If you have ever enjoyed a law-based drama, you have probably heard the police say something like, “You are being arrested for assault and battery.” The terms “assault” and “battery” are actually said together so frequently that many people believe that they are the exact same crime, or a two-worded term for one single crime.
However, in most states, including California, assault and battery are two separate crimes. A good way to think about assault and battery is that assault is an attempt at battery.
What is assault?
Assault occurs when an individual makes an effort to injure somebody else without a legal justification, such as self-defense. No contact is necessary to commit an assault. There is, however, an action requirement.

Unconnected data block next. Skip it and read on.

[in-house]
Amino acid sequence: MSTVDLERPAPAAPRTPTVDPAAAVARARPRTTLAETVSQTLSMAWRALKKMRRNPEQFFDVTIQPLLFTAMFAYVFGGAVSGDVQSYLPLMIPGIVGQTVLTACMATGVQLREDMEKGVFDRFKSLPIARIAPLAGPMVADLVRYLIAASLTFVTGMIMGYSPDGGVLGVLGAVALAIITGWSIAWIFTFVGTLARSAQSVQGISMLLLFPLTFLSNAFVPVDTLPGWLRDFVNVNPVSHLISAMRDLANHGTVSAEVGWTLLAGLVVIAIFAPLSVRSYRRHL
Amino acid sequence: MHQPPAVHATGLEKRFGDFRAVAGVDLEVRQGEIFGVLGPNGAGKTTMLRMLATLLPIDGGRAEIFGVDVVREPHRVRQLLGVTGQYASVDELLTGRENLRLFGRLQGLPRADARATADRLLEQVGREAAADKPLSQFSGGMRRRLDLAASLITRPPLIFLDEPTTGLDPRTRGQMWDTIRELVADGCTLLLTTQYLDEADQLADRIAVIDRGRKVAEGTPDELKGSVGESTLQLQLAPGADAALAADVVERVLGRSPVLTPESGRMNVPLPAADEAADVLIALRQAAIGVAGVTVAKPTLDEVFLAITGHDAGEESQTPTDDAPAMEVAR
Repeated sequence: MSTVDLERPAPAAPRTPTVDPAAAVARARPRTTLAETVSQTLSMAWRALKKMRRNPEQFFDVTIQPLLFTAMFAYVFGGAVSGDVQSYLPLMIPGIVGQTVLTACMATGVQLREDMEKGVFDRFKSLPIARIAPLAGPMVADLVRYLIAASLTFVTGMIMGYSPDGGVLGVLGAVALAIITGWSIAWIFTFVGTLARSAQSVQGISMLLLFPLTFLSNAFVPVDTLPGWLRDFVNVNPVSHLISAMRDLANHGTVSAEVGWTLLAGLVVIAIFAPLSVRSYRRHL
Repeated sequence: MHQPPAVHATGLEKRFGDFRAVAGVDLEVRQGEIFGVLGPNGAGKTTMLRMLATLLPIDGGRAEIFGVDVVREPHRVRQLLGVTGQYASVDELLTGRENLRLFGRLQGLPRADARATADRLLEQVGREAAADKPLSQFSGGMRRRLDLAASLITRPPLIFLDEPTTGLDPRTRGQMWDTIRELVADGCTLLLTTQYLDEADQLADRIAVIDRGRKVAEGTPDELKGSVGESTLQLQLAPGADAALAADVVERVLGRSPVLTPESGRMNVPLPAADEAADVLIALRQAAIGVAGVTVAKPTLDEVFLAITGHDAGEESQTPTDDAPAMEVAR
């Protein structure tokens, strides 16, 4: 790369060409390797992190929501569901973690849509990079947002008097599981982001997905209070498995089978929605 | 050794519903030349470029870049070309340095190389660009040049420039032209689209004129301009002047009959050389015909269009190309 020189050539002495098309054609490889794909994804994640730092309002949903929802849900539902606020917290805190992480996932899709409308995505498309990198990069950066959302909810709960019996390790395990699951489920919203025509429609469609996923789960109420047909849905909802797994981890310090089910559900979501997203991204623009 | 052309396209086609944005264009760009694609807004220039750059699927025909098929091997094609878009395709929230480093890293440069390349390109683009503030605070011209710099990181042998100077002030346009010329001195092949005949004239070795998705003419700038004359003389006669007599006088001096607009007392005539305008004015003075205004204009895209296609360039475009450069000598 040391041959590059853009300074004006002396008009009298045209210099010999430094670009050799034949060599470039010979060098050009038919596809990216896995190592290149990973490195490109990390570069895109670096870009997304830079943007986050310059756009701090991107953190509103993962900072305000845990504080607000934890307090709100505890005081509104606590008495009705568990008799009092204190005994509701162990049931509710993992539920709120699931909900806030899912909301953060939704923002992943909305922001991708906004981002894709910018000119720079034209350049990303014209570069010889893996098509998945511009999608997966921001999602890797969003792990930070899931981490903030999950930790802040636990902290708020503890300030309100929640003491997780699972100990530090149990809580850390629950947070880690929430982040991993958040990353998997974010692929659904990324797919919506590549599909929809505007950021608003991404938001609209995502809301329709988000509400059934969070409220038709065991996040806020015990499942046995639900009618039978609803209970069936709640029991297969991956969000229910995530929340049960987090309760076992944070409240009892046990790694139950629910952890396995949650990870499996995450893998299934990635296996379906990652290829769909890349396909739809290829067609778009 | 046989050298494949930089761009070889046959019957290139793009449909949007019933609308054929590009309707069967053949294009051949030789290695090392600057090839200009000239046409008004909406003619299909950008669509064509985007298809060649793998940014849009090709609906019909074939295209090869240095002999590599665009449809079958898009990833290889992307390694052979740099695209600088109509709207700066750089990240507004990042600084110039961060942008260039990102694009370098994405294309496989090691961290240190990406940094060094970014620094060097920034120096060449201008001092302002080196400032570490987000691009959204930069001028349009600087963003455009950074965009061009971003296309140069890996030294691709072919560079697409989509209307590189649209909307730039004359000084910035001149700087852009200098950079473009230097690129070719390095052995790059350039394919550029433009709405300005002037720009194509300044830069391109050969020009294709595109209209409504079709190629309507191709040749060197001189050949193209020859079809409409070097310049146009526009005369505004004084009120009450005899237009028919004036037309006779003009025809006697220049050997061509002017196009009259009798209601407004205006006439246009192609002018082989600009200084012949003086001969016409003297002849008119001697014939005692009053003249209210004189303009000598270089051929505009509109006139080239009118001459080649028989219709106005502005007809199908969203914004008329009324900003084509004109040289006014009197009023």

In order to be guilty of assault, the perpetrator must put the victim in reasonable fear for his or her own safety. Words alone are not sufficient for an assault charge.
What is battery?
Unlike assault, battery requires physical contact with the victim. Hitting somebody with a fist or a weapon is a clear case of battery.
It is also possible for an individual to be guilty of battery in less obvious situations. Spitting on somebody or shoving them may also be a battery. This is true even if it is unlikely that the spitting or shoving will cause serious harm.